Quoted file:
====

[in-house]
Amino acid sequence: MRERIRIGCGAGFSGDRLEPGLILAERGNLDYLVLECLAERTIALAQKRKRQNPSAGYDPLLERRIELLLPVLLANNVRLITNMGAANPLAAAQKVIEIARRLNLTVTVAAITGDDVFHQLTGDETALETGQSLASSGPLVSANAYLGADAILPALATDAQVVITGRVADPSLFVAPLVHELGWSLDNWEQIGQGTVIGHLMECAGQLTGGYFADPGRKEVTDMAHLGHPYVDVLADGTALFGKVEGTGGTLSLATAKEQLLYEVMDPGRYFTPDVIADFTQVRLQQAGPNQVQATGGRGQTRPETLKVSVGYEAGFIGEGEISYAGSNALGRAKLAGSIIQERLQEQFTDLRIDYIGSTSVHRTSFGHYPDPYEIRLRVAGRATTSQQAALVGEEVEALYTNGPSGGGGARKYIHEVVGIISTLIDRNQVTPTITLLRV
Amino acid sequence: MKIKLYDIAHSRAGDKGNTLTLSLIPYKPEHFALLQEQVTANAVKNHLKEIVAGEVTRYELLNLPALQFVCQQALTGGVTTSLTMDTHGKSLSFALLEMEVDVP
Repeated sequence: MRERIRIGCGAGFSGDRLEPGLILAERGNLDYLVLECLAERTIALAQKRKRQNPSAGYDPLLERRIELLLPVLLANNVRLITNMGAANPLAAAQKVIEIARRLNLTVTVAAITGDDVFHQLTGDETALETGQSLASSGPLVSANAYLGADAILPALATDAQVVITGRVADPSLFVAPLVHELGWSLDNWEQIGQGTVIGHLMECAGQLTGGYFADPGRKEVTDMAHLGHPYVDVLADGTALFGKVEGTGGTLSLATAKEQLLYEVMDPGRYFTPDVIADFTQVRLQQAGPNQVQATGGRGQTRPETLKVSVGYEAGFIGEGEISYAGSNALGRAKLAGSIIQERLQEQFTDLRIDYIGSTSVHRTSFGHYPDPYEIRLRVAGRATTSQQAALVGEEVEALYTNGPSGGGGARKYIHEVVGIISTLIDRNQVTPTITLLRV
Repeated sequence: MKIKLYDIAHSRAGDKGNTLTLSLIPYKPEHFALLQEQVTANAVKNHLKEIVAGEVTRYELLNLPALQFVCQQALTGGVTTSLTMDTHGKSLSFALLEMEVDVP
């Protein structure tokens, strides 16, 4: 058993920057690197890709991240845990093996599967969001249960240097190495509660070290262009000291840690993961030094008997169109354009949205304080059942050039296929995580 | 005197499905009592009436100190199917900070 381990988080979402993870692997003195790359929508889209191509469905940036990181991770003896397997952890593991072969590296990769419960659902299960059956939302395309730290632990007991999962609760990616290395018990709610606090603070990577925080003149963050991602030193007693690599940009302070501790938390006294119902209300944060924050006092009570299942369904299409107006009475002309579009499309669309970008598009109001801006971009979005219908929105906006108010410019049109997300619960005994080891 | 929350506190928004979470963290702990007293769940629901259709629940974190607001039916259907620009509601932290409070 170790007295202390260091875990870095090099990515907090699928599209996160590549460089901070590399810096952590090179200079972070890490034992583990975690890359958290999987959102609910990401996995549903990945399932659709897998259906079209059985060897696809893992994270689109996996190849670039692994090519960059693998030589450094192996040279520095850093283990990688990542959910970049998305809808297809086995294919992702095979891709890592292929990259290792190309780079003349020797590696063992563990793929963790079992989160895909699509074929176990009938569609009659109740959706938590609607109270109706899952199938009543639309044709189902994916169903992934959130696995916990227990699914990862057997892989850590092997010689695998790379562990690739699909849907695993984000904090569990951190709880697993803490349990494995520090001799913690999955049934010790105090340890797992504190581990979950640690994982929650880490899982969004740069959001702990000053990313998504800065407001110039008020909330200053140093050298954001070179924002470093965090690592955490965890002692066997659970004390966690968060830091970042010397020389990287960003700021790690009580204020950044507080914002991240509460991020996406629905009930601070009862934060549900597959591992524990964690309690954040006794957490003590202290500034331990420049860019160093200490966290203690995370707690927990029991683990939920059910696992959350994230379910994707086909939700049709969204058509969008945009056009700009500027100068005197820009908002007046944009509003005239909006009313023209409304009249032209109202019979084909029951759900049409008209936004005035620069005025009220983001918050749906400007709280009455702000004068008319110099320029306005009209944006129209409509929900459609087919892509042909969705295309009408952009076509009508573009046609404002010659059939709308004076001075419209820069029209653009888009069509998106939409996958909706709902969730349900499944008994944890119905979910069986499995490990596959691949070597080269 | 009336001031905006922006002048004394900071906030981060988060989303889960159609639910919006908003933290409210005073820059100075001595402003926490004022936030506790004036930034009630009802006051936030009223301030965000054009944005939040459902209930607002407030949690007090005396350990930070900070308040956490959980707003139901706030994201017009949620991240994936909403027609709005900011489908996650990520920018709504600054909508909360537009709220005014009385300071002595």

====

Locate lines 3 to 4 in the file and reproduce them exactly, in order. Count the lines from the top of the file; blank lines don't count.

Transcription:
Amino acid sequence: MKIKLYDIAHSRAGDKGNTLTLSLIPYKPEHFALLQEQVTANAVKNHLKEIVAGEVTRYELLNLPALQFVCQQALTGGVTTSLTMDTHGKSLSFALLEMEVDVP
Repeated sequence: MRERIRIGCGAGFSGDRLEPGLILAERGNLDYLVLECLAERTIALAQKRKRQNPSAGYDPLLERRIELLLPVLLANNVRLITNMGAANPLAAAQKVIEIARRLNLTVTVAAITGDDVFHQLTGDETALETGQSLASSGPLVSANAYLGADAILPALATDAQVVITGRVADPSLFVAPLVHELGWSLDNWEQIGQGTVIGHLMECAGQLTGGYFADPGRKEVTDMAHLGHPYVDVLADGTALFGKVEGTGGTLSLATAKEQLLYEVMDPGRYFTPDVIADFTQVRLQQAGPNQVQATGGRGQTRPETLKVSVGYEAGFIGEGEISYAGSNALGRAKLAGSIIQERLQEQFTDLRIDYIGSTSVHRTSFGHYPDPYEIRLRVAGRATTSQQAALVGEEVEALYTNGPSGGGGARKYIHEVVGIISTLIDRNQVTPTITLLRV